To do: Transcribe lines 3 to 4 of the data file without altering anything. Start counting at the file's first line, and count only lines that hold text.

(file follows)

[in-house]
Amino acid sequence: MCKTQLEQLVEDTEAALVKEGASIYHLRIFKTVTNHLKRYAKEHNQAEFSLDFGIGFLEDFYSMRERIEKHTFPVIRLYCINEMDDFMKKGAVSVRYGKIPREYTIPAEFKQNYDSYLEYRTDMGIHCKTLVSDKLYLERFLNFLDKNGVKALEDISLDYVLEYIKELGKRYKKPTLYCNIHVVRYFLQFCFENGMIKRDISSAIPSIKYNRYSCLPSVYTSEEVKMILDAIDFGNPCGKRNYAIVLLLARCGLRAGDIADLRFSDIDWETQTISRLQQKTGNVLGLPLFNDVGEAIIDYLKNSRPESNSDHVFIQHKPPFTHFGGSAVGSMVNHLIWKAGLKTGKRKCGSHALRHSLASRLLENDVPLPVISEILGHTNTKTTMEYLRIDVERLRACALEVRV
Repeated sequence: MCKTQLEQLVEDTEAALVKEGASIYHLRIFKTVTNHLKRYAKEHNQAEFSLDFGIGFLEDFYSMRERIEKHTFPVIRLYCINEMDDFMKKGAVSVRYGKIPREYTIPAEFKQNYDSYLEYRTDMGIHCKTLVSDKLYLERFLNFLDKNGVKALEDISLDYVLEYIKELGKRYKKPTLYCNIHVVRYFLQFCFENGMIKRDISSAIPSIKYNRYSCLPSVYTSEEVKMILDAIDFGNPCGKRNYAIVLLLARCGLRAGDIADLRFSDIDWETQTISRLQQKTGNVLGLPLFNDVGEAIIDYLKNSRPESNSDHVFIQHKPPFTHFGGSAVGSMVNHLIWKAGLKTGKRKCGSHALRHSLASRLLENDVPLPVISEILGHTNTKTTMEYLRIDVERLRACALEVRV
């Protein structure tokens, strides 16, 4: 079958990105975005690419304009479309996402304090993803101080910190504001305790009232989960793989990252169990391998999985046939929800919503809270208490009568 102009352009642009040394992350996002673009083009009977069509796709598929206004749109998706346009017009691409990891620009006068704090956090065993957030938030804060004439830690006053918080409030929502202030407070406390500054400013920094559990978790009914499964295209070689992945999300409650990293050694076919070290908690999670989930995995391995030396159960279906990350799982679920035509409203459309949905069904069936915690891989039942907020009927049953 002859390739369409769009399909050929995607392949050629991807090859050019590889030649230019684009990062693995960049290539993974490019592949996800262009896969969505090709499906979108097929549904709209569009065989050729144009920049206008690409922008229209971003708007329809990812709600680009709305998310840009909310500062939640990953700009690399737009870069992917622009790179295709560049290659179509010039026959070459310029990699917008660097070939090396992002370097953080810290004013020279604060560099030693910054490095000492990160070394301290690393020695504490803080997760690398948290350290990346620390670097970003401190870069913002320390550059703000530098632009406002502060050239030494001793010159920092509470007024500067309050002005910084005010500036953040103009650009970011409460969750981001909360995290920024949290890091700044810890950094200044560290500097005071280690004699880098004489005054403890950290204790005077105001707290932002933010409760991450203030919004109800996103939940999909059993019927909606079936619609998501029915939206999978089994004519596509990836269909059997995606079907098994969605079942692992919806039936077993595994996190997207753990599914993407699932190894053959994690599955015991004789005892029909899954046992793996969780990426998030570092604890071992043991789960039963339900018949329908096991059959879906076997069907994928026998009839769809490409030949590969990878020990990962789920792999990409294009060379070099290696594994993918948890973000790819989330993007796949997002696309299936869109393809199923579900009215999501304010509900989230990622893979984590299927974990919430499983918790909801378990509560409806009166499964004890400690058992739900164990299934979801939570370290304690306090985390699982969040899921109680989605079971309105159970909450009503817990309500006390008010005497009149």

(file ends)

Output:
Repeated sequence: MCKTQLEQLVEDTEAALVKEGASIYHLRIFKTVTNHLKRYAKEHNQAEFSLDFGIGFLEDFYSMRERIEKHTFPVIRLYCINEMDDFMKKGAVSVRYGKIPREYTIPAEFKQNYDSYLEYRTDMGIHCKTLVSDKLYLERFLNFLDKNGVKALEDISLDYVLEYIKELGKRYKKPTLYCNIHVVRYFLQFCFENGMIKRDISSAIPSIKYNRYSCLPSVYTSEEVKMILDAIDFGNPCGKRNYAIVLLLARCGLRAGDIADLRFSDIDWETQTISRLQQKTGNVLGLPLFNDVGEAIIDYLKNSRPESNSDHVFIQHKPPFTHFGGSAVGSMVNHLIWKAGLKTGKRKCGSHALRHSLASRLLENDVPLPVISEILGHTNTKTTMEYLRIDVERLRACALEVRV
């Protein structure tokens, strides 16, 4: 079958990105975005690419304009479309996402304090993803101080910190504001305790009232989960793989990252169990391998999985046939929800919503809270208490009568 102009352009642009040394992350996002673009083009009977069509796709598929206004749109998706346009017009691409990891620009006068704090956090065993957030938030804060004439830690006053918080409030929502202030407070406390500054400013920094559990978790009914499964295209070689992945999300409650990293050694076919070290908690999670989930995995391995030396159960279906990350799982679920035509409203459309949905069904069936915690891989039942907020009927049953 002859390739369409769009399909050929995607392949050629991807090859050019590889030649230019684009990062693995960049290539993974490019592949996800262009896969969505090709499906979108097929549904709209569009065989050729144009920049206008690409922008229209971003708007329809990812709600680009709305998310840009909310500062939640990953700009690399737009870069992917622009790179295709560049290659179509010039026959070459310029990699917008660097070939090396992002370097953080810290004013020279604060560099030693910054490095000492990160070394301290690393020695504490803080997760690398948290350290990346620390670097970003401190870069913002320390550059703000530098632009406002502060050239030494001793010159920092509470007024500067309050002005910084005010500036953040103009650009970011409460969750981001909360995290920024949290890091700044810890950094200044560290500097005071280690004699880098004489005054403890950290204790005077105001707290932002933010409760991450203030919004109800996103939940999909059993019927909606079936619609998501029915939206999978089994004519596509990836269909059997995606079907098994969605079942692992919806039936077993595994996190997207753990599914993407699932190894053959994690599955015991004789005892029909899954046992793996969780990426998030570092604890071992043991789960039963339900018949329908096991059959879906076997069907994928026998009839769809490409030949590969990878020990990962789920792999990409294009060379070099290696594994993918948890973000790819989330993007796949997002696309299936869109393809199923579900009215999501304010509900989230990622893979984590299927974990919430499983918790909801378990509560409806009166499964004890400690058992739900164990299934979801939570370290304690306090985390699982969040899921109680989605079971309105159970909450009503817990309500006390008010005497009149």